'Said to be a writer' : tradition, gender and identity in the poetry of Charlotte Mew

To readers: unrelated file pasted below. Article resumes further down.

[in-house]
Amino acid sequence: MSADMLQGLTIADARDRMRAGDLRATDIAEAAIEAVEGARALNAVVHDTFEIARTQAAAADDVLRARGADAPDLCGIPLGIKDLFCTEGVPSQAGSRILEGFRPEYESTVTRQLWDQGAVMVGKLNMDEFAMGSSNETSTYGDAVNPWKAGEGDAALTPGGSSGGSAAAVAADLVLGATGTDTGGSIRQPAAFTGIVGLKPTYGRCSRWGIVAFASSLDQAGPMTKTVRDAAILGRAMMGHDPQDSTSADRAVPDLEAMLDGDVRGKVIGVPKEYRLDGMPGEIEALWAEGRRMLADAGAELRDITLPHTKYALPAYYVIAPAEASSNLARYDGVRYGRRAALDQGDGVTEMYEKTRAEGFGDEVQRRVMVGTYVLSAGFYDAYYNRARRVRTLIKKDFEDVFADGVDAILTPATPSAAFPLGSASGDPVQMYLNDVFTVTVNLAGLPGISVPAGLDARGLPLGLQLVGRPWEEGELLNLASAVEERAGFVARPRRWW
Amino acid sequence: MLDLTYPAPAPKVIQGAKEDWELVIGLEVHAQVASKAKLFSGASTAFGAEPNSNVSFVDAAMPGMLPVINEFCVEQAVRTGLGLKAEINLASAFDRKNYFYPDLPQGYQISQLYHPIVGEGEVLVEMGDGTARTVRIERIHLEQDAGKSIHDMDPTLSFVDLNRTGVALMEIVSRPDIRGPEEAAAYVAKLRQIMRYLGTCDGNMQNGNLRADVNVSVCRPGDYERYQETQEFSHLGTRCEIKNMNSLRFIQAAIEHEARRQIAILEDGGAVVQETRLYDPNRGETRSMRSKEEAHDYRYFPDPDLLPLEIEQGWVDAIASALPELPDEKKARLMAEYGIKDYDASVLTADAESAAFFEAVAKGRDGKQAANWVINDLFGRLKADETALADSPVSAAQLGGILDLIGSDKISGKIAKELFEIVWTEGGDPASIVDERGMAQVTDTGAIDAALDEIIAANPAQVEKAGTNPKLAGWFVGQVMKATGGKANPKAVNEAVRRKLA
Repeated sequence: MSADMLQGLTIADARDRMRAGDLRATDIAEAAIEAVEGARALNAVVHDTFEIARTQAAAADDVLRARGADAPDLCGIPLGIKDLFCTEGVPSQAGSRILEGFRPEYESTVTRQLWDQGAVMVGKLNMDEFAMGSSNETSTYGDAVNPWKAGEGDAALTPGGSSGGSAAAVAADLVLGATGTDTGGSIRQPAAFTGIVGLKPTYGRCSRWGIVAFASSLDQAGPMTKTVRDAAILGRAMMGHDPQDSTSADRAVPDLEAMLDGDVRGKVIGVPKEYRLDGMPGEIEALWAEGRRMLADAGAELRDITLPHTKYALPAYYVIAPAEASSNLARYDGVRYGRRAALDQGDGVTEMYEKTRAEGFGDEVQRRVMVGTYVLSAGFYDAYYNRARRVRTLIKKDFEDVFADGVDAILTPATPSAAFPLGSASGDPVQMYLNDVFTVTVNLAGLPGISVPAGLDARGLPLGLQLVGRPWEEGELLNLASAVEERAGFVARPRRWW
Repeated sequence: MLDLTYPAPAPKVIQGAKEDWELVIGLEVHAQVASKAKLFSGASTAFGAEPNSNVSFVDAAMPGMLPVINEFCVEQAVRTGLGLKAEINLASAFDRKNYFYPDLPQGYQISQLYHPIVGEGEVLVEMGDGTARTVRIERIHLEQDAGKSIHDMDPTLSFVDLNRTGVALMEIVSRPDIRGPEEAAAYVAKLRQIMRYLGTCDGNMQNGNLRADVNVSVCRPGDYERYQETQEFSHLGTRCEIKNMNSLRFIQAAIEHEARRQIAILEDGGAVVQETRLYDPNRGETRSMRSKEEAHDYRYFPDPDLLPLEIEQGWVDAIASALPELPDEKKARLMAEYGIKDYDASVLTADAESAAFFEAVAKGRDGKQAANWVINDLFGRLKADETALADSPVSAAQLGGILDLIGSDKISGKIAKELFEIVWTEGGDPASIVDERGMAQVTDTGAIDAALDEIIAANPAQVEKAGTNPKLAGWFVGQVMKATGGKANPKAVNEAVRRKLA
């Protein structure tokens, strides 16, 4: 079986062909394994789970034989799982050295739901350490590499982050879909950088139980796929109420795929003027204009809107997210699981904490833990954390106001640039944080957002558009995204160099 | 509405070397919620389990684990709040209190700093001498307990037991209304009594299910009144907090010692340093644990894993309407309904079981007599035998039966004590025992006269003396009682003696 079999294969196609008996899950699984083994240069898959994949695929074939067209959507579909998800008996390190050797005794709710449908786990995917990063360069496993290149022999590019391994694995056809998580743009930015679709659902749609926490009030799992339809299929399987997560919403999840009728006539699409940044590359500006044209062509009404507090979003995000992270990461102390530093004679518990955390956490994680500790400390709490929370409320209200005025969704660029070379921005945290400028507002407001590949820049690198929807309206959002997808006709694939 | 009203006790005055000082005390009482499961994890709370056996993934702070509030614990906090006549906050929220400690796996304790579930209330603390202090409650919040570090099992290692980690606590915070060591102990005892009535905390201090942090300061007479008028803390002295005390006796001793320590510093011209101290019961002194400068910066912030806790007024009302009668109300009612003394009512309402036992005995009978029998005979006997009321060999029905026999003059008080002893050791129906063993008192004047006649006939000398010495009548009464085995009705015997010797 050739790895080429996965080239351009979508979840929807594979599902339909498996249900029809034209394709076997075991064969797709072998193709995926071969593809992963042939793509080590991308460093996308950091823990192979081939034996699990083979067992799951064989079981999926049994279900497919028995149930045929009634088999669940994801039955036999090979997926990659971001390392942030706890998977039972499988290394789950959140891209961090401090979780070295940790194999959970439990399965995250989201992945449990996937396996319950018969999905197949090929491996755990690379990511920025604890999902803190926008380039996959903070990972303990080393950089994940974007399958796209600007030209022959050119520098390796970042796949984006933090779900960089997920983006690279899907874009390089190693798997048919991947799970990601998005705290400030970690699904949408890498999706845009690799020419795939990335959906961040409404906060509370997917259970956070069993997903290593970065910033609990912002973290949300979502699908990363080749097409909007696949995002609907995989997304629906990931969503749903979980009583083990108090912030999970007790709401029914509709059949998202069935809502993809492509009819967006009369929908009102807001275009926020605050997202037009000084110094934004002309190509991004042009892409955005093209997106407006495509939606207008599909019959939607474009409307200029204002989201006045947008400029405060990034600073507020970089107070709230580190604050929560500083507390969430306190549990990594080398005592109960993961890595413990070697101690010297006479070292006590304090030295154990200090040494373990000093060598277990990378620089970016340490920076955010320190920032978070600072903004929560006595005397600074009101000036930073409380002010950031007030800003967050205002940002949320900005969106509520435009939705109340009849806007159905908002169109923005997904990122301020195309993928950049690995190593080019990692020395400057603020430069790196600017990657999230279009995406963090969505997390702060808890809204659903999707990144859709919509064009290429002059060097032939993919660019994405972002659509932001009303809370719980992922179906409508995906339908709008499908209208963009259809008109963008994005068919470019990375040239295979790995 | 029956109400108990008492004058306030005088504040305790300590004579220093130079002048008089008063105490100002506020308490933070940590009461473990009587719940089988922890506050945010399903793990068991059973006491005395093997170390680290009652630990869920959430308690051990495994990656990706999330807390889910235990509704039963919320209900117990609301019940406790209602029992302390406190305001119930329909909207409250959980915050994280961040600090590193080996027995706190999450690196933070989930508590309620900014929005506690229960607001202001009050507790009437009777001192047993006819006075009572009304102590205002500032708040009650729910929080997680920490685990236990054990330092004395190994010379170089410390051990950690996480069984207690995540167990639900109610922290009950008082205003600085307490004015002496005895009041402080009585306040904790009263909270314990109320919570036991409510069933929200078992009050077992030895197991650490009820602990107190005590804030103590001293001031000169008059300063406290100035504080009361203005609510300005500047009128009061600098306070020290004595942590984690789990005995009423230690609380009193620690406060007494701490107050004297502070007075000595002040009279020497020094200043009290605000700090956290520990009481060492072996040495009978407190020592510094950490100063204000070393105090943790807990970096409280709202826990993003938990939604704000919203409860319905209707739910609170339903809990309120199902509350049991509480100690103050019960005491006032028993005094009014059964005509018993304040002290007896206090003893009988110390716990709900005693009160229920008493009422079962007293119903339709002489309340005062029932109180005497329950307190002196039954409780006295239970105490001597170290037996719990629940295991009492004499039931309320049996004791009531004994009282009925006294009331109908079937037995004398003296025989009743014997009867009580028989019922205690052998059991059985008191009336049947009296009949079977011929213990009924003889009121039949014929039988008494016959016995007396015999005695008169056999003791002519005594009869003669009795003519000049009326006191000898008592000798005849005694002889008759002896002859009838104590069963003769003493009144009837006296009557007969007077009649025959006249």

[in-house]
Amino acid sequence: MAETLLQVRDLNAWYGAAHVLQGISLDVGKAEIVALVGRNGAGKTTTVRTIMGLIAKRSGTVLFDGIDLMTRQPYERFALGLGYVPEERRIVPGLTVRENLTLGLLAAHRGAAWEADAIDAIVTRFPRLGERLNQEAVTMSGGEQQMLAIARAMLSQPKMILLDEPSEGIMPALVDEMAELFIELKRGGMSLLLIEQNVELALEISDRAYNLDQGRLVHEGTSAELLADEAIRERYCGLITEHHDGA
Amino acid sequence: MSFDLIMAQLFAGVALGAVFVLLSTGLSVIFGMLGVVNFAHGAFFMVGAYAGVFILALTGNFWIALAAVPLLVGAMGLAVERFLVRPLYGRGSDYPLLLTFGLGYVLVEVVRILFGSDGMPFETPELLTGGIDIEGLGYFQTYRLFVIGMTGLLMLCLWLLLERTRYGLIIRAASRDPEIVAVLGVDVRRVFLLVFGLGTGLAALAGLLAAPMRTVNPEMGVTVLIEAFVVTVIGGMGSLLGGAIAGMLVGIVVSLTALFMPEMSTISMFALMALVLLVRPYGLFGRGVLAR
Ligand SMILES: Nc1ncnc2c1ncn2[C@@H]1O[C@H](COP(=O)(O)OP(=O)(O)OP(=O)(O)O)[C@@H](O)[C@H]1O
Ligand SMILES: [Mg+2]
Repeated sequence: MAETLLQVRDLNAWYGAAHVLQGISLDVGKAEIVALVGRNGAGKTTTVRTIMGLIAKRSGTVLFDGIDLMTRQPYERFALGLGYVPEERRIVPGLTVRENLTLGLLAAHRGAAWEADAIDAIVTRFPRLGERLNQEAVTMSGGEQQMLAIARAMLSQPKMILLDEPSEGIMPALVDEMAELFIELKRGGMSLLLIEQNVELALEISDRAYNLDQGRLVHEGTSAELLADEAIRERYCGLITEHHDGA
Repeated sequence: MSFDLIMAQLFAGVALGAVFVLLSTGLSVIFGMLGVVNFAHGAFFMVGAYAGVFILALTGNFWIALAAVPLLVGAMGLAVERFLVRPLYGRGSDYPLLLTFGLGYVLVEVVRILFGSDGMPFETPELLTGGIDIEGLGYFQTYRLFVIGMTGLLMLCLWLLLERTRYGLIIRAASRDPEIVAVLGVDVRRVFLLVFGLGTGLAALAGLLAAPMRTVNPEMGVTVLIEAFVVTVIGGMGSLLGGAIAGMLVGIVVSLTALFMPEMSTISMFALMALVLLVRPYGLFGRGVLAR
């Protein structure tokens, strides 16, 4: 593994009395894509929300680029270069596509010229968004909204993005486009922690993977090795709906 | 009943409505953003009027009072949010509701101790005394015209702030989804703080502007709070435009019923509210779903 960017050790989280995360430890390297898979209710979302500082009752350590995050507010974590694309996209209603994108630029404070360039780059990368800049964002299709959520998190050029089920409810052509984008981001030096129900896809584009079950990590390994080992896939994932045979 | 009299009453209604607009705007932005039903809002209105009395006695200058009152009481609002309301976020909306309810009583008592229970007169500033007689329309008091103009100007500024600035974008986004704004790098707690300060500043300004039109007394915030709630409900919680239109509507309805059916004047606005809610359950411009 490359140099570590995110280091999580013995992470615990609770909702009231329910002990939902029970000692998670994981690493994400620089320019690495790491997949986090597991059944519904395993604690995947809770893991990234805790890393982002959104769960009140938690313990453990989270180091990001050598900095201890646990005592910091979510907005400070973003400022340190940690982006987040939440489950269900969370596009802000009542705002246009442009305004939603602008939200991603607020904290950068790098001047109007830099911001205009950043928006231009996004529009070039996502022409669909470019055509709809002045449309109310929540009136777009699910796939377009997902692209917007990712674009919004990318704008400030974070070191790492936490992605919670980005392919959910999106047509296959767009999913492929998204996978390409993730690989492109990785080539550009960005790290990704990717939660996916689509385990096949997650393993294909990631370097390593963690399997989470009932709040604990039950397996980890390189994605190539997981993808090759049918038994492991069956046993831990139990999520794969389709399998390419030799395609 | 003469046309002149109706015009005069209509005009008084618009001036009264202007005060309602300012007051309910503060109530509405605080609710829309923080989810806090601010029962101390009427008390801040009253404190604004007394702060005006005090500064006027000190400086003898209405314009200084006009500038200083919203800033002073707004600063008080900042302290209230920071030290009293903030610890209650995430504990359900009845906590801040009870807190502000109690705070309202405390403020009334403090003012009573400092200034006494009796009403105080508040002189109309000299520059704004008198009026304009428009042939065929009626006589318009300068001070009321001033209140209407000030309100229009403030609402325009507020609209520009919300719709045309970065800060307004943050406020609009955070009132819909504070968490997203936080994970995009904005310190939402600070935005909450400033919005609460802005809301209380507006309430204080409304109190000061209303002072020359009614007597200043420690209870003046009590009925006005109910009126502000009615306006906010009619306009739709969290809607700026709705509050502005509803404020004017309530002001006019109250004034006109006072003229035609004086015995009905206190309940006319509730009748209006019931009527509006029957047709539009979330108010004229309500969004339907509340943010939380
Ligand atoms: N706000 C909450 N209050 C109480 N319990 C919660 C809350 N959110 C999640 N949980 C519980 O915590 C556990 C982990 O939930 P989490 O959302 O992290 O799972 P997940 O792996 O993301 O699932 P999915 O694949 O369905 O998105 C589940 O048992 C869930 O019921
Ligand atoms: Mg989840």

This thesis studies the poetry of Charlotte Mew (1869-1928) and explores how this still relatively obscure poet, writing at the turn of the last century, has a key role in any discussion of poetic tradition and ideas of gender and female identity as these are configured in the early twentieth century. This thesis examines why Mew's work has been condemned to obscurity in spite of her comparative success during her own lifetime and goes on to suggest that the very reasons for her rejection from the literary canon - the critical approbation of her peers, biography and the problem of placement in literary culture - are the methods of exploring her true contribution to it. Chapters two to five study Mew's work from four different but related critical standpoints: the figure of the fallen woman, the Victorian women's poetic tradition, Modernism and impersonality and female Modernisms and ideas of the feminine sublime. One of the major problems in establishing Mew's work in the critical culture has been the difficulty in placing her as either a Victorian or a Modernist. This thesis studies her writing in both critical contexts suggesting that Mew's work challenges the absolute categories of the literary canon. The chapters are divided into a study of the critical arguments surrounding ideas of tradition and gender followed by a detailed textual study of her poems. Her poetry is compared to that of writers as diverse as D.G . Rossetti, Augusta Webster, Christina Rossetti, Robert Browning, T. S. Eliot and H. D. Through a constant balancing of Mew's individual voice and her place in the literary culture, I suggest that her work is integral to an understanding of literary tradition and that her work is central to discussions of gender poetics and female subjectivity in the twentieth century.